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Watch: Donald Trump has had a rough 24 hours courtesy of New York

The New York Times claims the mogul hasn’t paid tax “in decades”, while Saturday Night Live’s take on the presidential debate was less than flattering to Trump to put it mildly.

trump Alec Baldwin, taking to his new role as Donald Trump with gusto Source: Youtube

DONALD TRUMP DECLARED a $916 million (€815 million) loss on his 1995 income tax return, allowing him to legally avoid paying taxes for decades, The New York Times has claimed.

The sensitive issue is important because Trump has refused to release his tax records, as US presidential candidates customarily do in the interest of transparency.

Trump’s previously undisclosed 1995 tax records show “the extraordinary tax benefits” that the billionaire “derived from the financial wreckage he left behind in the early 1990s through mismanagement of three Atlantic City casinos, his ill-fated foray into the airline business, and his ill-timed purchase of the Plaza Hotel in Manhattan,” The Times reports.

While Trump’s taxable income in the following years is unknown, “a $916 million loss in 1995 would have been large enough to wipe out more than $50 million (€44 million) a year in taxable income over 18 years,” the report said.

The Trump campaign issued a statement in response that did not specifically address the $916 million loss.

“Mr. Trump is a highly-skilled businessman who has a fiduciary responsibility to his business, his family and his employees to pay no more tax than legally required,” the statement said.

That being said, Mr. Trump has paid hundreds of millions of dollars in property taxes, sales and excise taxes, real estate taxes, city taxes, state taxes, employee taxes and federal taxes.

The campaign attacked The Times as “an extension of the Clinton Campaign, the Democratic Party and their global special interests”.

Skewered

Source: Saturday Night Live/YouTube

The controversy surrounding Trump’s taxes wasn’t the only headlines the mogul has been creating in New York this morning, although he had little to do with events on Saturday Night Live.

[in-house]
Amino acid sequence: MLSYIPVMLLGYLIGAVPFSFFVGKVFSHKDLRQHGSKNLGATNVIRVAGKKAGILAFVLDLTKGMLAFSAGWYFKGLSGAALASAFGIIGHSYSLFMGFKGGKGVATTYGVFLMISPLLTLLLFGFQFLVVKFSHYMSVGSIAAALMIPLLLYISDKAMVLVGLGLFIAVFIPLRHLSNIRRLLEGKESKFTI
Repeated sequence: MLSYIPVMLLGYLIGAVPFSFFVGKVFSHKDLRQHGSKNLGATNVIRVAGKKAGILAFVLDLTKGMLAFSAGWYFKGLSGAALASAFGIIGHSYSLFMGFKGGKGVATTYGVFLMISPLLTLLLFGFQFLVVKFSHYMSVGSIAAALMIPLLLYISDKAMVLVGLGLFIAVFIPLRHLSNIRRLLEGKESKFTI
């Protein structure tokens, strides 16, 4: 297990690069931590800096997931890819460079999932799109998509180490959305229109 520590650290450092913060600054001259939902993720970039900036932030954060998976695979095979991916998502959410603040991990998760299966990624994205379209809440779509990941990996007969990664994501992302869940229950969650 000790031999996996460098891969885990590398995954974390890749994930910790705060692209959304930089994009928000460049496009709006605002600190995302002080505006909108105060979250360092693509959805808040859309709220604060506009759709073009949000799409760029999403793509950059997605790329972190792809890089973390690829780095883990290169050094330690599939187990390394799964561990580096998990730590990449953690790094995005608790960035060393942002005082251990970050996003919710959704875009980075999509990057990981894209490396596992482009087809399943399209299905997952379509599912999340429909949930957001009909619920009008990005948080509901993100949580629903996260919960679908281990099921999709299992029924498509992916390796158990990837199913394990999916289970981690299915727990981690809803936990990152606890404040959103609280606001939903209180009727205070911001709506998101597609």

The long-running American comedy staple began its new season last night by skewering the first presidential debate from last week, with actor Alec Baldwin taking on the role of Trump.

Baldwin’s take on Trump is less than flattering, with the actor sniffing and spouting off words like “yuuge” and “Ji-na” in a parody of Trump’s performance at last week’s debate.

Sporting wavy blonde hair, an orange spray-tan and a lip-puckering scowl, Baldwin skewered the Republican presidential candidate’s debate performance at Monday at Hofstra University.

“Our jobs are fleeing this country. They’re going to Mexico, they’re going to Ji-na. I’d stop that. If Hillary knew how she would have done it already, end of story. I won the debate, I stayed calm just like I promised, and it is over. Good night, Hofstra,” Baldwin’s Trump said, as he attempted to leave.

Clinton – portrayed by SNL regular Kate McKinnon – walked onstage aided by a cane, a nod to her recent bout with pneumonia.

McKinnon’s Clinton said that Trump’s tax plan is: “not just trickle-down economics, it’s – I don’t know, I guess if I had to call it something off the top of the old dome, with no prep whatsoever, I don’t know, I guess I’d call it Trumped-up, trickle-down economics.”

Clinton, who spent days preparing for the debate, has a reputation of being a stiff and scripted politician.

Judgement

After claiming to have “the best judgement. And the best temperament,” Baldwin’s Trump blamed Clinton and President Barack Obama for tampering with his microphone.

The reaction? “I think I’m going to be president,” McKinnon smiled.

Also mocked: Trump’s repeated interruptions, his claim that climate change is a Chinese hoax and Clinton’s use of 1996 Miss Universe Alicia Machado as “a strong, beautiful, political prop”.

Machado claims that Trump – who at the time owned the beauty pageant – mocked her as “Miss Piggy” when she gained weight, and called her “Miss Housekeeper” because of her Latina heritage.

SNL has a history of mocking politicians going back to Gerald Ford in the 1970s, portrayed by Chevy Chase as a clumsy bumbler after the president once tripped and fell down an airplane staircase.

A notable recent impersonation was Tina Fey, who was merciless as she portrayed Republican vice presidential candidate Sarah Palin in 2008 as clueless and unprepared.

Additional reporting Cianan Brennan

© – AFP, 2016

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